Virgin Atlantic has recently undergone a reorganization in its ownership structure which has left Delta as the owner of the largest stake (49%) and Air France/KLM as an owner as well (31%). Alongside this reorganisation, Virgin, Delta & Air France/KLM have applied to form a transatlantic joint venture (along similar lines to the joint venture already in place between a number of oneworld transatlantic airlines) and, a few weeks ago, that joint venture moved closer to reality as the European Union gave it the go ahead.
Avis and Virgin Atlantic are running a promotion in which you can earn up to 1,000 miles/day for rentals made by the end of May with maximum earnings of 10,000 miles.
Virgin Atlantic Flying Club is a transfer partner for all three of the major credit card issuers (Amex, Chase and Citi) but, because the airline applies surcharges to its awards, Virgin Atlantic miles get very little love....but you shouldn't dismiss their usefulness too quickly.
No sooner has Amex's 40% transfer bonus to British Airways and Iberia ended and we get a new transfer bonus to Virgin Atlantic....only this bonus isn't nearly as friendly. Personally I'm not seeing any kind of bonus in my Membership Rewards account but Doctor of Credit has seen offers of bonuses ranging between 10% and 20% and at least one commenter has claimed he/she is seeing a bonus of 30% in their account.
Virgin Atlantic may not be an airline which automatically springs to mind when you’re considering air travel but its Flying Club loyalty program can be very useful if you know what to look for – that’s why transfer bonuses between Amex Membership Rewards and Virgin Flying Club are always worth a closer look.
American Express has been offering a 30% bonus on all Membership Rewards transfers to Virgin Atlantic’s Flying Club for a few weeks now but the offer expires on 30 November so there isn't much time left to make the most of this.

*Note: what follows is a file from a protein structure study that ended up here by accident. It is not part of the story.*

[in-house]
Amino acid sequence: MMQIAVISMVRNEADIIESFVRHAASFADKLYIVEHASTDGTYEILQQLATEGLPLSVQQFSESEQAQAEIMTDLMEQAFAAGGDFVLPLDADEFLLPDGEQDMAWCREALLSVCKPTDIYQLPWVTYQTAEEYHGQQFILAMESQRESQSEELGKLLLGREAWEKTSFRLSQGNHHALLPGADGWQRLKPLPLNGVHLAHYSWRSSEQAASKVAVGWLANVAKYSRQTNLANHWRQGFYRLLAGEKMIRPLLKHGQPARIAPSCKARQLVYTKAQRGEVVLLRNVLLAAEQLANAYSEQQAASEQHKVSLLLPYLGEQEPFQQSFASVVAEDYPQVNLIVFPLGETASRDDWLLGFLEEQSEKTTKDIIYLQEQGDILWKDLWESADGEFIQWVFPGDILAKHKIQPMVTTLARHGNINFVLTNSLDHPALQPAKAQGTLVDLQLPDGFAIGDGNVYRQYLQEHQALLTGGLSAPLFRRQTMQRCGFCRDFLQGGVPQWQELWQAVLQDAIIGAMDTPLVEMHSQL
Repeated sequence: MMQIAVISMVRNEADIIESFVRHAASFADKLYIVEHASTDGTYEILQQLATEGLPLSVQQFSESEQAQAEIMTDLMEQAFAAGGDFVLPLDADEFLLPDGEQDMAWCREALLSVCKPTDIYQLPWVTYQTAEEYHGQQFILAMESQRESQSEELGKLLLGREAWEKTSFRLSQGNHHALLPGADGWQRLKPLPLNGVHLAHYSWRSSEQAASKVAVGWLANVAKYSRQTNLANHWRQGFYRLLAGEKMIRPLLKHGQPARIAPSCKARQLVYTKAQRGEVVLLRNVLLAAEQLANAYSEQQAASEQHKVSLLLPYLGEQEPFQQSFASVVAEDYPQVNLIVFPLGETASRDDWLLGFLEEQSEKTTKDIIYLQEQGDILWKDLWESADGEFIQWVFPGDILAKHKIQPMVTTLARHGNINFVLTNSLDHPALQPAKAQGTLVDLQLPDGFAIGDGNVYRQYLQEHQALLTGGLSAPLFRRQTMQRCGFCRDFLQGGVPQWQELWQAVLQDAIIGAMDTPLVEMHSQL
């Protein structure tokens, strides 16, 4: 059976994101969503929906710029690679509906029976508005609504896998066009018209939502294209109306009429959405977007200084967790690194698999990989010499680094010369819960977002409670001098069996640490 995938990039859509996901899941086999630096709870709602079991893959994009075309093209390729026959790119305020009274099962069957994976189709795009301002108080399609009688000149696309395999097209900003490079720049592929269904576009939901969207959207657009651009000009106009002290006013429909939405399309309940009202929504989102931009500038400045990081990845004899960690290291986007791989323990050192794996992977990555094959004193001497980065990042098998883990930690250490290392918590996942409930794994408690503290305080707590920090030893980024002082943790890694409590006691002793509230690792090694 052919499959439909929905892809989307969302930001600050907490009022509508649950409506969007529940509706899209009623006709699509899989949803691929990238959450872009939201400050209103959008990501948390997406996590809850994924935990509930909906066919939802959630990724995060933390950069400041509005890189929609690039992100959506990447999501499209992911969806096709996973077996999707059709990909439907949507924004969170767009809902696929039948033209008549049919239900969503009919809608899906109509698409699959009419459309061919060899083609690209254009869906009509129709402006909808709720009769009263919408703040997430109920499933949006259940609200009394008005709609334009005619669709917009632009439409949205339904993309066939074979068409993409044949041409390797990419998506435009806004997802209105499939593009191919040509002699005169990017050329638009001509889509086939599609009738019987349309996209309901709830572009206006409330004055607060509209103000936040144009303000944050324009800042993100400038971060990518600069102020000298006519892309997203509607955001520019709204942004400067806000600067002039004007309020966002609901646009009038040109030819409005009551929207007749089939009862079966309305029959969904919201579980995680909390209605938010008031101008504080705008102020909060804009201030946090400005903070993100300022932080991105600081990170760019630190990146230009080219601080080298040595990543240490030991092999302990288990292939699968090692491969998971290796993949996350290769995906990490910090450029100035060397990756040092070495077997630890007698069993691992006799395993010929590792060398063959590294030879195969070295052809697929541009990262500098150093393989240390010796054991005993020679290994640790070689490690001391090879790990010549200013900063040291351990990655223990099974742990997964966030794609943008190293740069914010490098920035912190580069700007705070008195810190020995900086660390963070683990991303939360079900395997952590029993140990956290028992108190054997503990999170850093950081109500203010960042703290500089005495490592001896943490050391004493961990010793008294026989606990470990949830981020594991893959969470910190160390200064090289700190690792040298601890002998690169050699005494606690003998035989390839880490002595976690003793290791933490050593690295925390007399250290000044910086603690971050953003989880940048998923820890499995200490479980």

Virgin Atlantic Flying Club miles don't often get much love from miles & points bloggers because, essentially, they really aren't all that useful for getting readers great value redemptions in good premium cabins. There is an exception to this that I discussed recently but, for premium cabin travel, Virgin Atlantic miles aren't going to get many pulses racing. Having said that, they are about to get a bit more interesting.....and possibly even more useful.
Last week Virgin Atlantic announced quite a big shake up in how it calculates the miles and tier points flyers will earn when flying on Delta and crediting their trips to the airline's Flying Club program. On top of that Virgin also changed the number of miles needed to book awards on Delta with Economy Class awards generally decreasing in cost but some Business Class award increasing in cost by over 70%. Award costs and earnings on Delta had long been out of step with earnings and award costs for flights taken on Virgin Atlantic so it was only a matter of time before Virgin put through the changes needed to align the two - that's what last week's announcement was all about.
Virgin Atlantic has just announced some big and wide-reaching changes to rules governing how many miles Flying Club members will earn when flying on Delta, how many Flying Club miles members will need to book awards on Delta and how many Tier Points members will earn when flying on Delta. These changes are very significant!
Yesterday afternoon Virgin Atlantic put though a series of major changes to its Flying Club rewards program that not many of us saw coming. The changes are widespread and affect all aspects of the Flying Club program including; how many miles are earned, how many miles are needed for award flights, what bonuses elite flyers are awarded and how many tier points flyers can earn. I'm in the middle of a manic trip right now so, rather than dissect the changes and critique each one individually, I've put together some summary tables together with some bullet points that will hopefully illustrate what's changing and when.
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